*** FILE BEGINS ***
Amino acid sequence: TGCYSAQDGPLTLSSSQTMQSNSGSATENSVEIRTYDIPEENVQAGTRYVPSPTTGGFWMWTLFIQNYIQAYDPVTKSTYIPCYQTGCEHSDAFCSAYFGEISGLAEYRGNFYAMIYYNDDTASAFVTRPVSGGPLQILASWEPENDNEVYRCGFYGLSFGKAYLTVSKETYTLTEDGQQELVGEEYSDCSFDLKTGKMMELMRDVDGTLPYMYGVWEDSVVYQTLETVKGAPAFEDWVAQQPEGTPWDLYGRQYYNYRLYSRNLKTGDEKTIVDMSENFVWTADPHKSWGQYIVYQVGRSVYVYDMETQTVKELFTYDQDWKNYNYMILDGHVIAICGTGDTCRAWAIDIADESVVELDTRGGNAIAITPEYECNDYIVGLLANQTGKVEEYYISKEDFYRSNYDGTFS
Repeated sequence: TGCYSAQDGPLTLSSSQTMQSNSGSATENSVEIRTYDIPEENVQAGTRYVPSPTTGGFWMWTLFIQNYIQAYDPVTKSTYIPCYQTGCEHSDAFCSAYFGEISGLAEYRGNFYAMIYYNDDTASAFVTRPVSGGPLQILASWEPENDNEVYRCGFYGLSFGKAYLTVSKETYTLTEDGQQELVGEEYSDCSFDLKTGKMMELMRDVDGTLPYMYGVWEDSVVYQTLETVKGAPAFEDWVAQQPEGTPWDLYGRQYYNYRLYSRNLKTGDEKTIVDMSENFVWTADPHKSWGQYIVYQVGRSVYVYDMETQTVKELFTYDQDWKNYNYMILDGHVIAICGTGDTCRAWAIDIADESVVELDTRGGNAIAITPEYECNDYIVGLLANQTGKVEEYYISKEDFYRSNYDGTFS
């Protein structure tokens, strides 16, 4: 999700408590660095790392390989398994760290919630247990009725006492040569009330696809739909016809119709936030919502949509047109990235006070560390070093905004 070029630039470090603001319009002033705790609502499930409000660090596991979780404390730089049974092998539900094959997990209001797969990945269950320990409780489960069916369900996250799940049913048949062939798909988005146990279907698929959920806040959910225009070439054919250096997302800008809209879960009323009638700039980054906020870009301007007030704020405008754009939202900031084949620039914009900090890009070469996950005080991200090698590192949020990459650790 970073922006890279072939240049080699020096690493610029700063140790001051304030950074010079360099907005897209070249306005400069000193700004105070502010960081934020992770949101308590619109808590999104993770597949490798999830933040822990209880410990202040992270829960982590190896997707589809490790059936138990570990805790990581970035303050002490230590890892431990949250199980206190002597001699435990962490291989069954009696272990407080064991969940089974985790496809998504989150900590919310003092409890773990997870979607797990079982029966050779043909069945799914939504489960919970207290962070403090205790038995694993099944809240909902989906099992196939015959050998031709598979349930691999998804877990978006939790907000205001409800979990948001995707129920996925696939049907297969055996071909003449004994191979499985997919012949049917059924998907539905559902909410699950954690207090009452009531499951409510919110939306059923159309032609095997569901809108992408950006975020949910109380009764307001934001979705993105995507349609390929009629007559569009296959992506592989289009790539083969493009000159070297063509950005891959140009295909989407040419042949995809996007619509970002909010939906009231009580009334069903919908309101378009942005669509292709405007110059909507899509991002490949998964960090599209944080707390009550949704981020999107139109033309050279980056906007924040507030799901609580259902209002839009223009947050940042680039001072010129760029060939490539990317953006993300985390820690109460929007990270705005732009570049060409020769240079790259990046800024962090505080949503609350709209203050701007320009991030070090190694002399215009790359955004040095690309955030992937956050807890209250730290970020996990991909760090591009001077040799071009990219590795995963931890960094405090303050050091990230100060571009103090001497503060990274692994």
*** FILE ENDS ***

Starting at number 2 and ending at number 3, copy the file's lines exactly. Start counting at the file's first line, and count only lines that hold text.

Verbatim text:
Repeated sequence: TGCYSAQDGPLTLSSSQTMQSNSGSATENSVEIRTYDIPEENVQAGTRYVPSPTTGGFWMWTLFIQNYIQAYDPVTKSTYIPCYQTGCEHSDAFCSAYFGEISGLAEYRGNFYAMIYYNDDTASAFVTRPVSGGPLQILASWEPENDNEVYRCGFYGLSFGKAYLTVSKETYTLTEDGQQELVGEEYSDCSFDLKTGKMMELMRDVDGTLPYMYGVWEDSVVYQTLETVKGAPAFEDWVAQQPEGTPWDLYGRQYYNYRLYSRNLKTGDEKTIVDMSENFVWTADPHKSWGQYIVYQVGRSVYVYDMETQTVKELFTYDQDWKNYNYMILDGHVIAICGTGDTCRAWAIDIADESVVELDTRGGNAIAITPEYECNDYIVGLLANQTGKVEEYYISKEDFYRSNYDGTFS
């Protein structure tokens, strides 16, 4: 999700408590660095790392390989398994760290919630247990009725006492040569009330696809739909016809119709936030919502949509047109990235006070560390070093905004 070029630039470090603001319009002033705790609502499930409000660090596991979780404390730089049974092998539900094959997990209001797969990945269950320990409780489960069916369900996250799940049913048949062939798909988005146990279907698929959920806040959910225009070439054919250096997302800008809209879960009323009638700039980054906020870009301007007030704020405008754009939202900031084949620039914009900090890009070469996950005080991200090698590192949020990459650790 970073922006890279072939240049080699020096690493610029700063140790001051304030950074010079360099907005897209070249306005400069000193700004105070502010960081934020992770949101308590619109808590999104993770597949490798999830933040822990209880410990202040992270829960982590190896997707589809490790059936138990570990805790990581970035303050002490230590890892431990949250199980206190002597001699435990962490291989069954009696272990407080064991969940089974985790496809998504989150900590919310003092409890773990997870979607797990079982029966050779043909069945799914939504489960919970207290962070403090205790038995694993099944809240909902989906099992196939015959050998031709598979349930691999998804877990978006939790907000205001409800979990948001995707129920996925696939049907297969055996071909003449004994191979499985997919012949049917059924998907539905559902909410699950954690207090009452009531499951409510919110939306059923159309032609095997569901809108992408950006975020949910109380009764307001934001979705993105995507349609390929009629007559569009296959992506592989289009790539083969493009000159070297063509950005891959140009295909989407040419042949995809996007619509970002909010939906009231009580009334069903919908309101378009942005669509292709405007110059909507899509991002490949998964960090599209944080707390009550949704981020999107139109033309050279980056906007924040507030799901609580259902209002839009223009947050940042680039001072010129760029060939490539990317953006993300985390820690109460929007990270705005732009570049060409020769240079790259990046800024962090505080949503609350709209203050701007320009991030070090190694002399215009790359955004040095690309955030992937956050807890209250730290970020996990991909760090591009001077040799071009990219590795995963931890960094405090303050050091990230100060571009103090001497503060990274692994």